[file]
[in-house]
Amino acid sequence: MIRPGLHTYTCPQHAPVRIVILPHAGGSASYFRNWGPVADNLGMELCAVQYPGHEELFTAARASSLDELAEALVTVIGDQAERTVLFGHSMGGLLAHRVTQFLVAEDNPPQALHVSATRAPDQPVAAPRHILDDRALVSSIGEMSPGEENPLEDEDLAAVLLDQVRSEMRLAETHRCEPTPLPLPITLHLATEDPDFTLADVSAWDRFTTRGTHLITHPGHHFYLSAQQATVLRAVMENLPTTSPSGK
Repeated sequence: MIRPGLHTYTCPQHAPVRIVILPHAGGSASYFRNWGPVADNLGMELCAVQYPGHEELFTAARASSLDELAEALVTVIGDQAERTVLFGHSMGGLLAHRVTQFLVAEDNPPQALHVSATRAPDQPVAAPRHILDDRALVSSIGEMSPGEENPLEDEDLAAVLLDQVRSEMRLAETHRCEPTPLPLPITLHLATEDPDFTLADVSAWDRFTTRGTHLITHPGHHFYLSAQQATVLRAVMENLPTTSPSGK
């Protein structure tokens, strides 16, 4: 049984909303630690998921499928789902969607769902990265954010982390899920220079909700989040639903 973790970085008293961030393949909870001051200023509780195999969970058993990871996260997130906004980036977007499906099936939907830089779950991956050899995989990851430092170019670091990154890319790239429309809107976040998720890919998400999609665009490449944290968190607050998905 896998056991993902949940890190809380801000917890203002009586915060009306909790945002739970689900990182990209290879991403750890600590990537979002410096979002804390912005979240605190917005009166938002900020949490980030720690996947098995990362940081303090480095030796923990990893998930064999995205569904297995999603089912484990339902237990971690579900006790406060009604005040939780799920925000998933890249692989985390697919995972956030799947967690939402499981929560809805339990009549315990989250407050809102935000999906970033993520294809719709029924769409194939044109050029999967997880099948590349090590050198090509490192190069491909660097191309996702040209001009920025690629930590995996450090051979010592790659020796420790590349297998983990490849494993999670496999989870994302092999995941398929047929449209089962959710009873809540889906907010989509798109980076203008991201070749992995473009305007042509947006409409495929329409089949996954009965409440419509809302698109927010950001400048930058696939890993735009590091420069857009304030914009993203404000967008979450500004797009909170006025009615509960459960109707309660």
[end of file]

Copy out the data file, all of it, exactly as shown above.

[in-house]
Amino acid sequence: MIRPGLHTYTCPQHAPVRIVILPHAGGSASYFRNWGPVADNLGMELCAVQYPGHEELFTAARASSLDELAEALVTVIGDQAERTVLFGHSMGGLLAHRVTQFLVAEDNPPQALHVSATRAPDQPVAAPRHILDDRALVSSIGEMSPGEENPLEDEDLAAVLLDQVRSEMRLAETHRCEPTPLPLPITLHLATEDPDFTLADVSAWDRFTTRGTHLITHPGHHFYLSAQQATVLRAVMENLPTTSPSGK
Repeated sequence: MIRPGLHTYTCPQHAPVRIVILPHAGGSASYFRNWGPVADNLGMELCAVQYPGHEELFTAARASSLDELAEALVTVIGDQAERTVLFGHSMGGLLAHRVTQFLVAEDNPPQALHVSATRAPDQPVAAPRHILDDRALVSSIGEMSPGEENPLEDEDLAAVLLDQVRSEMRLAETHRCEPTPLPLPITLHLATEDPDFTLADVSAWDRFTTRGTHLITHPGHHFYLSAQQATVLRAVMENLPTTSPSGK
């Protein structure tokens, strides 16, 4: 049984909303630690998921499928789902969607769902990265954010982390899920220079909700989040639903 973790970085008293961030393949909870001051200023509780195999969970058993990871996260997130906004980036977007499906099936939907830089779950991956050899995989990851430092170019670091990154890319790239429309809107976040998720890919998400999609665009490449944290968190607050998905 896998056991993902949940890190809380801000917890203002009586915060009306909790945002739970689900990182990209290879991403750890600590990537979002410096979002804390912005979240605190917005009166938002900020949490980030720690996947098995990362940081303090480095030796923990990893998930064999995205569904297995999603089912484990339902237990971690579900006790406060009604005040939780799920925000998933890249692989985390697919995972956030799947967690939402499981929560809805339990009549315990989250407050809102935000999906970033993520294809719709029924769409194939044109050029999967997880099948590349090590050198090509490192190069491909660097191309996702040209001009920025690629930590995996450090051979010592790659020796420790590349297998983990490849494993999670496999989870994302092999995941398929047929449209089962959710009873809540889906907010989509798109980076203008991201070749992995473009305007042509947006409409495929329409089949996954009965409440419509809302698109927010950001400048930058696939890993735009590091420069857009304030914009993203404000967008979450500004797009909170006025009615509960459960109707309660």